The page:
Help needed for one question (Urgent)

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Help needed for one question (Urgent)

Chandeep Kaur
Dear Team,

Could you please help me with the below question? How can I get the desired
output?

Produce the following sequence using only rep(), seq() and potentially
other functions/operators. You must not use c() nor explicit loops

“xa” “xb” “xc” “ya” “yb” “zc”

Thanks & Regards,

Chandeep Kaur

        [[alternative HTML version deleted]]

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Re: Help needed for one question (Urgent)

Jim Lemon-4
Homework Chandeep, homework.

Jim

On Tue, Nov 5, 2019 at 9:40 PM Chandeep Kaur <[hidden email]> wrote:

>
> Dear Team,
>
> Could you please help me with the below question? How can I get the desired
> output?
>
> Produce the following sequence using only rep(), seq() and potentially
> other functions/operators. You must not use c() nor explicit loops
>
> “xa” “xb” “xc” “ya” “yb” “zc”
>
> Thanks & Regards,
>
> Chandeep Kaur
>
>         [[alternative HTML version deleted]]
>
> ______________________________________________
> [hidden email] mailing list -- To UNSUBSCRIBE and more, see
> https://stat.ethz.ch/mailman/listinfo/r-help
> PLEASE do read the posting guide http://www.R-project.org/posting-guide.html
> and provide commented, minimal, self-contained, reproducible code.

______________________________________________
[hidden email] mailing list -- To UNSUBSCRIBE and more, see
https://stat.ethz.ch/mailman/listinfo/r-help
PLEASE do read the posting guide http://www.R-project.org/posting-guide.html
and provide commented, minimal, self-contained, reproducible code.
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Re: Help needed for one question (Urgent)

Jeff Newmiller
In other words... read the Posting Guide.

On November 5, 2019 2:52:34 AM PST, Jim Lemon <[hidden email]> wrote:

>Homework Chandeep, homework.
>
>Jim
>
>On Tue, Nov 5, 2019 at 9:40 PM Chandeep Kaur <[hidden email]>
>wrote:
>>
>> Dear Team,
>>
>> Could you please help me with the below question? How can I get the
>desired
>> output?
>>
>> Produce the following sequence using only rep(), seq() and
>potentially
>> other functions/operators. You must not use c() nor explicit loops
>>
>> “xa” “xb” “xc” “ya” “yb” “zc”
>>
>> Thanks & Regards,
>>
>> Chandeep Kaur
>>
>>         [[alternative HTML version deleted]]
>>
>> ______________________________________________
>> [hidden email] mailing list -- To UNSUBSCRIBE and more, see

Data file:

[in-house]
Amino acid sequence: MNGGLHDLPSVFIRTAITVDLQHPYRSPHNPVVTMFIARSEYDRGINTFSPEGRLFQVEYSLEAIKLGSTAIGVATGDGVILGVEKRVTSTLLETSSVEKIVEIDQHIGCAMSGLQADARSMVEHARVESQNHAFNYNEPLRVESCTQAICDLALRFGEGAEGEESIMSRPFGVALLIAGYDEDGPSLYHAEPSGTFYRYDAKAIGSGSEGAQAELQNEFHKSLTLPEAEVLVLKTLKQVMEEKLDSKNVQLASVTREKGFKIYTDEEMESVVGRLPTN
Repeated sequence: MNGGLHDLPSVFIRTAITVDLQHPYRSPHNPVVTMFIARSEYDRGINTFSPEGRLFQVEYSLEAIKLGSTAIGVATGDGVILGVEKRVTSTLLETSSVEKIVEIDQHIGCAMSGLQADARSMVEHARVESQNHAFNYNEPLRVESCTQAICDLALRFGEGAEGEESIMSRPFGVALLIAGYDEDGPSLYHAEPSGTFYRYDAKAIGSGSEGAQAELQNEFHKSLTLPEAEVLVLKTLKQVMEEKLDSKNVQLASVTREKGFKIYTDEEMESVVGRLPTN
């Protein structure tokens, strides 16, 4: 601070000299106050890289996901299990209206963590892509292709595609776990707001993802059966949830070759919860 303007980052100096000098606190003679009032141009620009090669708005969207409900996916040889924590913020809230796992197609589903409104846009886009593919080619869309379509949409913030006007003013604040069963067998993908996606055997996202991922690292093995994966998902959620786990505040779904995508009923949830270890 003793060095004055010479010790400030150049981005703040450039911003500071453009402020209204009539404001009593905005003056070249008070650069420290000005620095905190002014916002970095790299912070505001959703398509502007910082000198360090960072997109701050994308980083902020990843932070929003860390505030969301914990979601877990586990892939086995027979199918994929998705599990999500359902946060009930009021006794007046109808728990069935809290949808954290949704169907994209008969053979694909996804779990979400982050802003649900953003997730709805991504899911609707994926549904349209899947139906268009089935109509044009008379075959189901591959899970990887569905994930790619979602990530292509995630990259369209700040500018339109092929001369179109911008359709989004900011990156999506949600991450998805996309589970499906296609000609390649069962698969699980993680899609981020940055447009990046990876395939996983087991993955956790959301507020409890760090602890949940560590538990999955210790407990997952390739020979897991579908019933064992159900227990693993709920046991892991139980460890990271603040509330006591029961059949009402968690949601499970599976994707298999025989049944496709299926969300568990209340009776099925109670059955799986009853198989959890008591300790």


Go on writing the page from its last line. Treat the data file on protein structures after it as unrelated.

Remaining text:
>> https://stat.ethz.ch/mailman/listinfo/r-help
>> PLEASE do read the posting guide
>http://www.R-project.org/posting-guide.html
>> and provide commented, minimal, self-contained, reproducible code.
>
>______________________________________________
>[hidden email] mailing list -- To UNSUBSCRIBE and more, see
>https://stat.ethz.ch/mailman/listinfo/r-help
>PLEASE do read the posting guide
>http://www.R-project.org/posting-guide.html
>and provide commented, minimal, self-contained, reproducible code.

--
Sent from my phone. Please excuse my brevity.

______________________________________________
[hidden email] mailing list -- To UNSUBSCRIBE and more, see
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Re: Help needed for one question (Urgent)

Richard O'Keefe-2
In reply to this post by Chandeep Kaur
This looks vaguely like something from exercism.
Let's approach it logically.
 xa xb xc ya yb zc
We see two patterns here:
A:  x x x y y z
B: a b c a b c
If only we had these two character vectors, we could use
 paste(A, B, sep = "")
to get the desired result.  So now we have reduced the
problem to two simpler subproblems.  We have been given
a clue that rep() might be useful.
A: rep(c("x", "y", "z"), c(1, 2, 3))
B: rep(c("a", "b", "c"), 3)
But you were told not to use c().  So now we have three
simpler subsubproblems:
C: "x" "y" "z"
D: 3 2 1
E: "a" "b" "c"
You were given another hint.  seq().  That builds a vector of numbers.
Reading ?seq will give you
D: seq(from = 3, to = 1, by = -1)
or using ":" syntax,
D: 3:1

What about C and E?  This needs two more pieces of knowledge:
- the variable letters,whose value is c("a","b",...,"y","z")
- how vector indexing works in R.
E: letters[1:3]
C: letters[24:26]
So now we can put all the pieces together:
paste(rep(letters[24:26], 3:1), rep(letters[1:3], 2), sep = "")

You were given
 - seq
 - rep
as hints.  You were expected to look up string handling in R
and find things like paste(), substr(), and nchar().

What about the variable 'letters'?
Well, you were expected to know or find out about substr.
You were certainly expected to know about "vectorising".
So you would naturally try substr("abc", 1:3, 1:3).
And that would not work.
So you would be expected to read the documentation:
?substr
And then you would find that substr() *doesn't* do what
you expect, but substring() *does*.  So
C: substring("xyz", 1:3, 1:3)
E: substring("abc", 1:3, 1:3)

This is not really an exercise in R programming.